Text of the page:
Region’s Red Cross opens doors to volunteers

KINDERHOOK–The tragic earthquake in Haiti may be almost 2,000 miles away, but even at the Red Cross of Northeastern New York offices in Albany the phone has been ringing off the hook with offers to help.

While the local office isn’t directly involved in sending volunteers to Haiti–that’s handled at the state and national level–the Red Cross nevertheless appreciates the offers, said Siobhan Kent, communications manager with the local chapter, which covers eight counties in the Capital District, including Columbia and Greene.

The Red Cross does have many ways people can help on a local level, though, and needs more registered volunteers in Columbia County so the organization can be better prepared for disaster relief. Even before the tragedy in Haiti the Red Cross had scheduled a countywide event Monday, January 25 to inform residents how they can become involved. The gathering will be held at the Ichabod Crane Middle School on Route 9 north of Valatie from 7 to 8:30 p.m.

“A disaster like this one in Haiti really shows people the work of the Red Cross and our scope,” said Ms. Kent. “I’m hoping one of the positive developments of this tragedy will be that people become more involved in supporting their communities here, too.”

During local disasters, like last winter’s devastating ice storm, volunteers always step forward offering to help. At the three Red Cross shelters set up in the county during the ice storm, people helped cook, check people in and more, and Ms. Kent said the Red Cross appreciated the assistance. But most people don’t realize that to work with the Red Cross for any length of time, and to do certain types of work, volunteers must be registered and trained.

“For local disasters, we do use what we call ‘spontaneous volunteers.’ They can volunteer for a short time before doing the paperwork needed to become a registered volunteer,” she said.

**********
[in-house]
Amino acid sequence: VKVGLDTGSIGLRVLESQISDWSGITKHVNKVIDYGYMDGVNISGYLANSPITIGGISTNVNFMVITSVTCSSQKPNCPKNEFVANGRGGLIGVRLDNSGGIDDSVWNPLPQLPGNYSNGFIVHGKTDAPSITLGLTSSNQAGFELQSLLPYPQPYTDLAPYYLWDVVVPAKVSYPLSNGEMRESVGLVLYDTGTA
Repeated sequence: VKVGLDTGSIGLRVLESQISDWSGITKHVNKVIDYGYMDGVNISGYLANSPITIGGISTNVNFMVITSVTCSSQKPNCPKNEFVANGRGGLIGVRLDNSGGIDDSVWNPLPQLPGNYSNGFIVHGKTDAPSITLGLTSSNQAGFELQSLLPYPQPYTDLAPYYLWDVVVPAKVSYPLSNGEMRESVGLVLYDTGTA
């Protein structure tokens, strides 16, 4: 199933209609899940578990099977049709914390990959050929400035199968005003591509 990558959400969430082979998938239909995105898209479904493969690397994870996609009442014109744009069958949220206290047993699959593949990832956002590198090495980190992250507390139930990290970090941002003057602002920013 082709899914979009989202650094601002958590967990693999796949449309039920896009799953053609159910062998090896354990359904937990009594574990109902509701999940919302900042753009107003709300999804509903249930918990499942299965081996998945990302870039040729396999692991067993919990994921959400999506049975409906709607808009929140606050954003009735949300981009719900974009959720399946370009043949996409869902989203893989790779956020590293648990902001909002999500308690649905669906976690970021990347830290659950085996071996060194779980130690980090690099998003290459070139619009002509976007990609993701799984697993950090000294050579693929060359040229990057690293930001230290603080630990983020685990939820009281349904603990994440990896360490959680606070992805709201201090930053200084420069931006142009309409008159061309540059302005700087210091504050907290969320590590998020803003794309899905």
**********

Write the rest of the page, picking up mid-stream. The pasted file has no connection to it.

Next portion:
Registered volunteers are a key component in the Red Cross’s disaster response, because the organization can quickly mobilize those people. Of the Red Cross of Northeastern New York’s 1,000 registered volunteers, only 28 live in Columbia County. And only 10 of those Columbia County people have attended disaster training, making them qualified to help in the aftermath of disasters like fires.

“For people who become registered volunteers, there are so many different roles you can play to help disaster victims,” said Ms. Kent. “You can deliver supplies, counsel people, work with the media and more. It’s not just responding to fires.”

Other Red Cross programs and services that require help include:

*A free telephone reassurance program, where volunteers call elderly folks to check on them and have a friendly conversation (this can be done from a volunteer’s home)

*Fundraising

*Writing newsletters

*Answering phones or putting together packets at the headquarters on Everett Road in Albany.

“We need a lot of things from volunteers, but what we really need are people who can help us respond to local disasters and people who can teach classes like CPR and water safety,” added Ms. Kent.

Volunteers who help out with Red Cross events like blood drives are also needed and appreciated, but they aren’t usually registered volunteers because they become involved through church or community groups.

At the January 25 gathering, the Red Cross will give a quick overview of everything it does. Then personnel from the various volunteer areas will talk about what volunteers can do and how to become involved. Applications will be available that night or can be downloaded from the Red Cross website www.redcrossneny.org.

Becoming a registered volunteer may require courses like CPR and a background check.

“We try to make the application effort as easy as possible,” said Ms. Kent. “The effort required really depends on the type of volunteer role you want to take. There are lots of different trainings you can take depending on how you want to help.”

Even for those who are interested in becoming volunteers on national and international relief efforts, the meeting at Ichabod Crane would be the proper first step, she added. Those volunteers must start with local level training and also need a recommendation from a local Red Cross chapter.

“The relief effort in Haiti will go on for years. We’re still helping communities rebuild after the devastating Indonesian tsunami, and it’s been five years,” said Ms. Kent. “This earthquake is so devastating people would have ample time to train for that effort.”

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